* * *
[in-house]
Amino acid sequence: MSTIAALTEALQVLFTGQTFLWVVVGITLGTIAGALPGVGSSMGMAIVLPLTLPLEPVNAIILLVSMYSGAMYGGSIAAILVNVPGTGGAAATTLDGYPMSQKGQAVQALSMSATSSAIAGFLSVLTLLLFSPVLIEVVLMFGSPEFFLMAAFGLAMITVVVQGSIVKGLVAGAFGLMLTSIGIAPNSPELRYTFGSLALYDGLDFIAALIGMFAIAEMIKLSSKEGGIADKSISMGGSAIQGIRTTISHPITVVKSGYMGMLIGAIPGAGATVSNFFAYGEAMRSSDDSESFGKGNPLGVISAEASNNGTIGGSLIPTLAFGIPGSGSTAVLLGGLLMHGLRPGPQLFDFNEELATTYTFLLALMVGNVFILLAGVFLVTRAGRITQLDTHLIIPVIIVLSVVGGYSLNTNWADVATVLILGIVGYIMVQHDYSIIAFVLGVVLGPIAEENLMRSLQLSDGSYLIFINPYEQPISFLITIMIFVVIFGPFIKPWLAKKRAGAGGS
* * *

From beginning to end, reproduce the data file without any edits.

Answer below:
[in-house]
Amino acid sequence: MSTIAALTEALQVLFTGQTFLWVVVGITLGTIAGALPGVGSSMGMAIVLPLTLPLEPVNAIILLVSMYSGAMYGGSIAAILVNVPGTGGAAATTLDGYPMSQKGQAVQALSMSATSSAIAGFLSVLTLLLFSPVLIEVVLMFGSPEFFLMAAFGLAMITVVVQGSIVKGLVAGAFGLMLTSIGIAPNSPELRYTFGSLALYDGLDFIAALIGMFAIAEMIKLSSKEGGIADKSISMGGSAIQGIRTTISHPITVVKSGYMGMLIGAIPGAGATVSNFFAYGEAMRSSDDSESFGKGNPLGVISAEASNNGTIGGSLIPTLAFGIPGSGSTAVLLGGLLMHGLRPGPQLFDFNEELATTYTFLLALMVGNVFILLAGVFLVTRAGRITQLDTHLIIPVIIVLSVVGGYSLNTNWADVATVLILGIVGYIMVQHDYSIIAFVLGVVLGPIAEENLMRSLQLSDGSYLIFINPYEQPISFLITIMIFVVIFGPFIKPWLAKKRAGAGGS